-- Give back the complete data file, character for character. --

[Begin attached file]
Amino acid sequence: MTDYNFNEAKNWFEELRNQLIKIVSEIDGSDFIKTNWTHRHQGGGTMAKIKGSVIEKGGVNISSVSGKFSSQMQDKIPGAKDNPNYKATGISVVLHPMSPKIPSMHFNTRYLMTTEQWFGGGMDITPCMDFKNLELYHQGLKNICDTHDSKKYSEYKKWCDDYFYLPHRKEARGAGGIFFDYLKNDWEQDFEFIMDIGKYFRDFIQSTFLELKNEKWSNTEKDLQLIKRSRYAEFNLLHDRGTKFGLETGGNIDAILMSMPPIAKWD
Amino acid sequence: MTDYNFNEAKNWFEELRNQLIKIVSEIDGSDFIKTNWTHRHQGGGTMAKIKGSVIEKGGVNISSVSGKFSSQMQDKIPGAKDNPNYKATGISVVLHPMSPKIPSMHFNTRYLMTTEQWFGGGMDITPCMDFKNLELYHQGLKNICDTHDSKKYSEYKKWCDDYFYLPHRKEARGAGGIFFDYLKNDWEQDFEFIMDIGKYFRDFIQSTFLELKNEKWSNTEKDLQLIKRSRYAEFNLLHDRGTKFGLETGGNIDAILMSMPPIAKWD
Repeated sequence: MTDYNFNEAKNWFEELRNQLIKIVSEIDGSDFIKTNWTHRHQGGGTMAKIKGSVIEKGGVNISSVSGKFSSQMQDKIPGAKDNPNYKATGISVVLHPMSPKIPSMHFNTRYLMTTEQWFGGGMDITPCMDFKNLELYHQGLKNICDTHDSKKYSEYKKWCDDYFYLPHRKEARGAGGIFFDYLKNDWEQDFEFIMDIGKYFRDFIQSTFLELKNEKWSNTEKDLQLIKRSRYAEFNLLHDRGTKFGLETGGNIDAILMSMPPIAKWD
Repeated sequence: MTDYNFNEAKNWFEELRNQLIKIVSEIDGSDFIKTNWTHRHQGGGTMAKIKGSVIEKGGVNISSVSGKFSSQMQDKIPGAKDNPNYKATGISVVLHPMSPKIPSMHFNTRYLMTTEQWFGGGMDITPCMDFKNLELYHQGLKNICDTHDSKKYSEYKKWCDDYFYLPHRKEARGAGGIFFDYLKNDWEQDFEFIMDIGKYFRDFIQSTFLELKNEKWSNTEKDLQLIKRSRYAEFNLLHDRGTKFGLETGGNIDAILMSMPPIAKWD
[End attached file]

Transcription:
Amino acid sequence: MTDYNFNEAKNWFEELRNQLIKIVSEIDGSDFIKTNWTHRHQGGGTMAKIKGSVIEKGGVNISSVSGKFSSQMQDKIPGAKDNPNYKATGISVVLHPMSPKIPSMHFNTRYLMTTEQWFGGGMDITPCMDFKNLELYHQGLKNICDTHDSKKYSEYKKWCDDYFYLPHRKEARGAGGIFFDYLKNDWEQDFEFIMDIGKYFRDFIQSTFLELKNEKWSNTEKDLQLIKRSRYAEFNLLHDRGTKFGLETGGNIDAILMSMPPIAKWD
Amino acid sequence: MTDYNFNEAKNWFEELRNQLIKIVSEIDGSDFIKTNWTHRHQGGGTMAKIKGSVIEKGGVNISSVSGKFSSQMQDKIPGAKDNPNYKATGISVVLHPMSPKIPSMHFNTRYLMTTEQWFGGGMDITPCMDFKNLELYHQGLKNICDTHDSKKYSEYKKWCDDYFYLPHRKEARGAGGIFFDYLKNDWEQDFEFIMDIGKYFRDFIQSTFLELKNEKWSNTEKDLQLIKRSRYAEFNLLHDRGTKFGLETGGNIDAILMSMPPIAKWD
Repeated sequence: MTDYNFNEAKNWFEELRNQLIKIVSEIDGSDFIKTNWTHRHQGGGTMAKIKGSVIEKGGVNISSVSGKFSSQMQDKIPGAKDNPNYKATGISVVLHPMSPKIPSMHFNTRYLMTTEQWFGGGMDITPCMDFKNLELYHQGLKNICDTHDSKKYSEYKKWCDDYFYLPHRKEARGAGGIFFDYLKNDWEQDFEFIMDIGKYFRDFIQSTFLELKNEKWSNTEKDLQLIKRSRYAEFNLLHDRGTKFGLETGGNIDAILMSMPPIAKWD
Repeated sequence: MTDYNFNEAKNWFEELRNQLIKIVSEIDGSDFIKTNWTHRHQGGGTMAKIKGSVIEKGGVNISSVSGKFSSQMQDKIPGAKDNPNYKATGISVVLHPMSPKIPSMHFNTRYLMTTEQWFGGGMDITPCMDFKNLELYHQGLKNICDTHDSKKYSEYKKWCDDYFYLPHRKEARGAGGIFFDYLKNDWEQDFEFIMDIGKYFRDFIQSTFLELKNEKWSNTEKDLQLIKRSRYAEFNLLHDRGTKFGLETGGNIDAILMSMPPIAKWD